‘This is the Month – Eastertide

Facts around the writing of this poem:

In the Spring of 1990 I set about writing a poem about Easter with the intention of having it published in a journal that would be available at that time. When the poem was eventually finished, it was without ‘Eastertide’ in the title. Although I had virtually no church attendance since childhood, I found myself including elements of the Easter story.

Then, before summer was in full swing, some Christians started to befriend me. They were from a local church canvassing the area. I was eventually invited to a Sunday morning meeting and someone named Colin Spurdle was due to pick me up. However, for a good reason he forgot and said he would come the following week. That Sunday came and I was so eager to go that I decided to go by myself. I have now been attending the same church for thirty years, plus.

During my years at this church, the poem was redrafted, extended and finally finished.

“This Is The Month — Eastertide”

“This is the month

When they say that it rains and pours

Down come the showers

From heaven’s open doors…”

I hope you enjoy this extract: “This Is The Month — Eastertide”


‘The Garden of Eden’

This rhyming poem is based on the Biblical events that took place in the Garden of Eden — and includes a reading of the future. When writing these verses, care was taken to adhere to the fidelity and the sequence of events as given in the Bible.

The music that goes with this poem is the Elizabethan Serenade by Ronald Binge. It is light and grandiose with such positive, live giving vigour.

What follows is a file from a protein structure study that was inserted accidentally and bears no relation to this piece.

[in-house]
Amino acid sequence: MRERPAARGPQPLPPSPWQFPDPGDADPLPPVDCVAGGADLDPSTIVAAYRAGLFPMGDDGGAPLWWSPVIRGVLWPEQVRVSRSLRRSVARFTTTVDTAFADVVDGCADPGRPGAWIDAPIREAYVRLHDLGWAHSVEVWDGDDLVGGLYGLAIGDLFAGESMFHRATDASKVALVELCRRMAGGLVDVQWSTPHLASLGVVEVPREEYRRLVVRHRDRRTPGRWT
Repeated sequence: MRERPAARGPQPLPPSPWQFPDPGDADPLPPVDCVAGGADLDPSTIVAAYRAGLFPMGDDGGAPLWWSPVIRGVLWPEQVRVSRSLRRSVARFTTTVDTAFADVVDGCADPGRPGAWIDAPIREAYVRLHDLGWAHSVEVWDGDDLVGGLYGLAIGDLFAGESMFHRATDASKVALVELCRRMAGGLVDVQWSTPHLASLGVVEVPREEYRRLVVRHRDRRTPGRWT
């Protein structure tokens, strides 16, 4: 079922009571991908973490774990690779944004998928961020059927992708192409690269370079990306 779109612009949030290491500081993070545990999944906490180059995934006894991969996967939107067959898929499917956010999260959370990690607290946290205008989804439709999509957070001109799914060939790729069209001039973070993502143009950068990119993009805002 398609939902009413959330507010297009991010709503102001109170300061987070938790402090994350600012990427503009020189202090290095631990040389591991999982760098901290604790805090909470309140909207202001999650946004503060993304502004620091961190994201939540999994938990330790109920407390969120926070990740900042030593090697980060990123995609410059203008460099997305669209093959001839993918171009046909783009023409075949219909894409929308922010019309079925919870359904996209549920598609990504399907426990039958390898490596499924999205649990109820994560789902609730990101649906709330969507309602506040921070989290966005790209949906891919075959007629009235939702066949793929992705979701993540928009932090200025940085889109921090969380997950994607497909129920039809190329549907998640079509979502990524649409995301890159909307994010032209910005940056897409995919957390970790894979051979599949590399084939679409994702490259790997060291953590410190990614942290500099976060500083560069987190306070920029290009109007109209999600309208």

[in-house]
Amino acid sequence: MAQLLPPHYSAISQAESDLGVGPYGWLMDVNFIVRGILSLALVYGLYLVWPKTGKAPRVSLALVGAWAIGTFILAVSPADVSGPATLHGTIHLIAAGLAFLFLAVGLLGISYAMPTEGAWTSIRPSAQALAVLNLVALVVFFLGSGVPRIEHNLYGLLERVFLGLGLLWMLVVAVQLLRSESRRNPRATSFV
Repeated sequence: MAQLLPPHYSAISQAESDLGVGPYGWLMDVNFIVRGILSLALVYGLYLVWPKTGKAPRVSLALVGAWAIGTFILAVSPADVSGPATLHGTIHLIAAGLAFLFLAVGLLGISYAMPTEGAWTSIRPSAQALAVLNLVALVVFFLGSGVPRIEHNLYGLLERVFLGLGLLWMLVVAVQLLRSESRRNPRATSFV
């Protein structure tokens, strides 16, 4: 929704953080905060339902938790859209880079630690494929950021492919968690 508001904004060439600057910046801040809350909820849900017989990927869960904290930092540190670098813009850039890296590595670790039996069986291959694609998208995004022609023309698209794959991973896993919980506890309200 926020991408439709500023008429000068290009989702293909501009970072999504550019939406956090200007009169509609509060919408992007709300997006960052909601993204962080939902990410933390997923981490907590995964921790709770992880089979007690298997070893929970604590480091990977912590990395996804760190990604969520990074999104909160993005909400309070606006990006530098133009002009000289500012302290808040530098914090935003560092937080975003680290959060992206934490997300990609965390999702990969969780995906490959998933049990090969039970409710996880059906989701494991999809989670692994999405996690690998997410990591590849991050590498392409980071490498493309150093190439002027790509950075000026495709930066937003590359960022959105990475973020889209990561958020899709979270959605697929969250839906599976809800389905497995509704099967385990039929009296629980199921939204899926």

The Garden of Eden”

“God created the garden of Eden

A pure unspoiled paradise

An ordered beautiful landscape

That could grow and increase in size…”

For the first verse of this poem, click: The Garden of Eden


‘Swaying, Swaying in the Breeze’

It was a windy May afternoon when I was walking down the garden path. I happened to notice, it seemed for the first time, an array of beautiful flowers in bloom. Maybe it was their swaying that caught my attention. Anyway, I stopped for a closer look and saw bumble-bees indiscriminately landing on them; one, then the other. To capture this nature in action, I made a video recording with my phone.

The following morning this scene, with words, was going round my head, and before breakfast the poem was complete.

The music I paired with the poem, Beethoven’s Pathétique Sonata, echoes the back and forth movement of the flowers. For added imagination, one could imagine dancing ladies instead of flowers.

Swaying, Swaying in the Breeze”

“Swaying, swaying in the breeze

Dancing, dancing beneath tall tree

Moving another way in slight air

So handsome, so pretty, so fair

Hues and shades, rare and fine

What invention, what design…”

Click here for: Swaying, Swaying in the Breeze


‘Gone Fishing’

This poem came into being as a result of a theme that was set by a poetry group in Croydon, Surrey. The theme was sport, and I hadn’t a clue what to write until I was engaged in a mindless activity at home. So, during unfruitful mind activity, fishing surfaced. As I wasn’t too familiar about fishing, I visited a local angling shop to find out more… and the rest is history!

“Gone Fishing”

“It’s 3:15 am and I’ve just packed my lunch and kit
The predictive seaweed looks clammy as I check it
The shipping forecast confirms, rain is on the way
And hovering around minus two for most of the day…”

Naturally, ‘The Trout’ by Schubert leads up to the narration.

For the fist verse, click: Gone Fishing



This poem is a whistle-stop tour of Cumbria in the North West of England. All the places mentioned in the verses were part of my itinerary. As The Lakes were Wordsworth’s country, I felt inspired to write. Two other poems were also written here: Pennsylvania and Wrynose Pass (see above).


“I’m writing from Lakeland’s Ambleside